Can You Make Passive Income Selling Your Existing Photographs Online? – Fstoppers

Passive income, the Holy Grail of personal finances. Who wouldn’t want to make money from all those old photos without having to lift a finger? With that in mind, I’m going to share with you my own experiences as a casual photographer selling my existing back catalog of digital photos online. It’s been an interesting experience to say the least and I even made a little money.

Learn from the mistakes of others. You can’t live long enough to make them all yourself — Eleanor Roosevelt 

We’ve all thought at some point that some of those photos that we quite like might be worth something to someone? I bet a lot of people would love that vacation photo you took last year hanging on their wall, you know the one that got all those likes on Facebook.
Like most photographers I have annoyed my friends and family while on a trip or vacation by spending more time than they will happily tolerate waiting for a shot. As a result of irritating my nearest and dearest for over a decade, I have a whole lot of images that I like but can’t do much with once I’ve posted them on social media and enjoyed the dopamine hit of double-digit likes.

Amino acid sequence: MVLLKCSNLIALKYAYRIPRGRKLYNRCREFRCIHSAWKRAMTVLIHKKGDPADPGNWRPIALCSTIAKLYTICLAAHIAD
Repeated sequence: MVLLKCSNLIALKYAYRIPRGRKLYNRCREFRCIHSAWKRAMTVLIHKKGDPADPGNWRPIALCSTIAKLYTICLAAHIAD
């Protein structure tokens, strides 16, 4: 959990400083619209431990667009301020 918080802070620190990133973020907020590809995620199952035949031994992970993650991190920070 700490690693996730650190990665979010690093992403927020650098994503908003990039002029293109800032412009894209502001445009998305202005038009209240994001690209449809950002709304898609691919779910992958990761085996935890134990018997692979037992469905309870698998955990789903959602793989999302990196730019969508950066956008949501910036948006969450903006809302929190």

Over the past year, with all the changes to how we can and can’t work, I got to seriously thinking about how to make some money out of this archive of photos which are “not too bad”. I know there’s a market for selling high quality prints online but that would require some continued effort on my part. I’d have to print, frame, and send the prints out to customers. For the sake of this article I’m looking at passive income where the process is automated, customers make a purchase, they get digital files and I get money. This experiment is really the yard sale of e-commerce.

Where To Start?

First I had to find a selection of images that people might like to buy. I’m trying to make money from photos I already have so I started by going through my archive. This was a little time-consuming as I like to back up everything that is on the card when I get home. Fortunately, I was able to be quite ruthless in recognizing that some of those old photos definitely weren’t as good as I thought they were when I took them.

While looking for potential images to sell it’s worth considering that you may not have release forms for every person or location if they weren’t originally taken for commercial reasons. This was the case for most of the images in my archive that featured people. I didn’t want to start harassing my friends with release forms for historic shoots. Introducing money to friendships, in my experience, can be a bad idea so I stayed away from anything with people in.